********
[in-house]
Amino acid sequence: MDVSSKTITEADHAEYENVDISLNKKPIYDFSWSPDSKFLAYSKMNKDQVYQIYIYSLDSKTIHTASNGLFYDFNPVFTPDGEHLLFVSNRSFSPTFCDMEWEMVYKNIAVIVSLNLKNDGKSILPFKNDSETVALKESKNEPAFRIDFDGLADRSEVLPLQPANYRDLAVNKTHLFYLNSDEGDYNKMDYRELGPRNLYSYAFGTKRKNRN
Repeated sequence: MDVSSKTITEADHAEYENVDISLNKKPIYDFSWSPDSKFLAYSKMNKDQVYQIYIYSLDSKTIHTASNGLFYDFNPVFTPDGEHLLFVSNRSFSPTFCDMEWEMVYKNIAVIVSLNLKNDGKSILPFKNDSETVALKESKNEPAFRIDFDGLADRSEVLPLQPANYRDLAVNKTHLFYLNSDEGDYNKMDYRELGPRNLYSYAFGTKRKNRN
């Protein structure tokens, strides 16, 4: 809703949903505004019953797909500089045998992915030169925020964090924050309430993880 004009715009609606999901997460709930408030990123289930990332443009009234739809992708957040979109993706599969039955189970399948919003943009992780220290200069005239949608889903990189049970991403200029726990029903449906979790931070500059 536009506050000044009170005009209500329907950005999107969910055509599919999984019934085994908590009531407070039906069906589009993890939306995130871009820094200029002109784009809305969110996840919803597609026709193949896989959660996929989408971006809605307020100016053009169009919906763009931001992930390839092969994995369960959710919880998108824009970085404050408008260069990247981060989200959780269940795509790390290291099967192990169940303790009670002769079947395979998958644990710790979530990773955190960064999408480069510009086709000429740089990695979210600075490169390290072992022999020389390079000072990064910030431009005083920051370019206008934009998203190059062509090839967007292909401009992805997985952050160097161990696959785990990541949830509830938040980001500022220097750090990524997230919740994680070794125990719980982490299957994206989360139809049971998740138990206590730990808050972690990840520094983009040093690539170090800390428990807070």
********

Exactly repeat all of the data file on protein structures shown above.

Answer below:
[in-house]
Amino acid sequence: MDVSSKTITEADHAEYENVDISLNKKPIYDFSWSPDSKFLAYSKMNKDQVYQIYIYSLDSKTIHTASNGLFYDFNPVFTPDGEHLLFVSNRSFSPTFCDMEWEMVYKNIAVIVSLNLKNDGKSILPFKNDSETVALKESKNEPAFRIDFDGLADRSEVLPLQPANYRDLAVNKTHLFYLNSDEGDYNKMDYRELGPRNLYSYAFGTKRKNRN
Repeated sequence: MDVSSKTITEADHAEYENVDISLNKKPIYDFSWSPDSKFLAYSKMNKDQVYQIYIYSLDSKTIHTASNGLFYDFNPVFTPDGEHLLFVSNRSFSPTFCDMEWEMVYKNIAVIVSLNLKNDGKSILPFKNDSETVALKESKNEPAFRIDFDGLADRSEVLPLQPANYRDLAVNKTHLFYLNSDEGDYNKMDYRELGPRNLYSYAFGTKRKNRN
């Protein structure tokens, strides 16, 4: 809703949903505004019953797909500089045998992915030169925020964090924050309430993880 004009715009609606999901997460709930408030990123289930990332443009009234739809992708957040979109993706599969039955189970399948919003943009992780220290200069005239949608889903990189049970991403200029726990029903449906979790931070500059 536009506050000044009170005009209500329907950005999107969910055509599919999984019934085994908590009531407070039906069906589009993890939306995130871009820094200029002109784009809305969110996840919803597609026709193949896989959660996929989408971006809605307020100016053009169009919906763009931001992930390839092969994995369960959710919880998108824009970085404050408008260069990247981060989200959780269940795509790390290291099967192990169940303790009670002769079947395979998958644990710790979530990773955190960064999408480069510009086709000429740089990695979210600075490169390290072992022999020389390079000072990064910030431009005083920051370019206008934009998203190059062509090839967007292909401009992805997985952050160097161990696959785990990541949830509830938040980001500022220097750090990524997230919740994680070794125990719980982490299957994206989360139809049971998740138990206590730990808050972690990840520094983009040093690539170090800390428990807070």